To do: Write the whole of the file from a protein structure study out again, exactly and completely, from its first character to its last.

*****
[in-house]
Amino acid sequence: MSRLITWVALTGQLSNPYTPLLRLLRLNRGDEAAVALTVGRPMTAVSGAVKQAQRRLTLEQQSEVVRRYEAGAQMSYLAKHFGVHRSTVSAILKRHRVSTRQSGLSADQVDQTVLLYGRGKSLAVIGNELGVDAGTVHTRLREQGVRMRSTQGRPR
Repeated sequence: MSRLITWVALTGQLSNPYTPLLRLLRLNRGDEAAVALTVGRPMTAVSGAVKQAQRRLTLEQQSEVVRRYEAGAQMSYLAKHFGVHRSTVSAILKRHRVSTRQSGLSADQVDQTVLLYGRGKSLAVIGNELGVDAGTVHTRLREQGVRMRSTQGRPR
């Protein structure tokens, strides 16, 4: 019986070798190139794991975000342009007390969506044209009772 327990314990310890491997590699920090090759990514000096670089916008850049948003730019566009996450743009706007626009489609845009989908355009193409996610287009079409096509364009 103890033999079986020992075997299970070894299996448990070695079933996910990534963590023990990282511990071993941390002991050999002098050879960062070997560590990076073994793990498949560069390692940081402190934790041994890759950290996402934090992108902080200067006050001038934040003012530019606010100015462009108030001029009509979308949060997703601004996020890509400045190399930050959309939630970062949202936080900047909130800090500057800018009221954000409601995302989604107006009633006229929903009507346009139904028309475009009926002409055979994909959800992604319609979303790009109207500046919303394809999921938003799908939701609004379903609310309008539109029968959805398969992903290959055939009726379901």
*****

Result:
[in-house]
Amino acid sequence: MSRLITWVALTGQLSNPYTPLLRLLRLNRGDEAAVALTVGRPMTAVSGAVKQAQRRLTLEQQSEVVRRYEAGAQMSYLAKHFGVHRSTVSAILKRHRVSTRQSGLSADQVDQTVLLYGRGKSLAVIGNELGVDAGTVHTRLREQGVRMRSTQGRPR
Repeated sequence: MSRLITWVALTGQLSNPYTPLLRLLRLNRGDEAAVALTVGRPMTAVSGAVKQAQRRLTLEQQSEVVRRYEAGAQMSYLAKHFGVHRSTVSAILKRHRVSTRQSGLSADQVDQTVLLYGRGKSLAVIGNELGVDAGTVHTRLREQGVRMRSTQGRPR
């Protein structure tokens, strides 16, 4: 019986070798190139794991975000342009007390969506044209009772 327990314990310890491997590699920090090759990514000096670089916008850049948003730019566009996450743009706007626009489609845009989908355009193409996610287009079409096509364009 103890033999079986020992075997299970070894299996448990070695079933996910990534963590023990990282511990071993941390002991050999002098050879960062070997560590990076073994793990498949560069390692940081402190934790041994890759950290996402934090992108902080200067006050001038934040003012530019606010100015462009108030001029009509979308949060997703601004996020890509400045190399930050959309939630970062949202936080900047909130800090500057800018009221954000409601995302989604107006009633006229929903009507346009139904028309475009009926002409055979994909959800992604319609979303790009109207500046919303394809999921938003799908939701609004379903609310309008539109029968959805398969992903290959055939009726379901």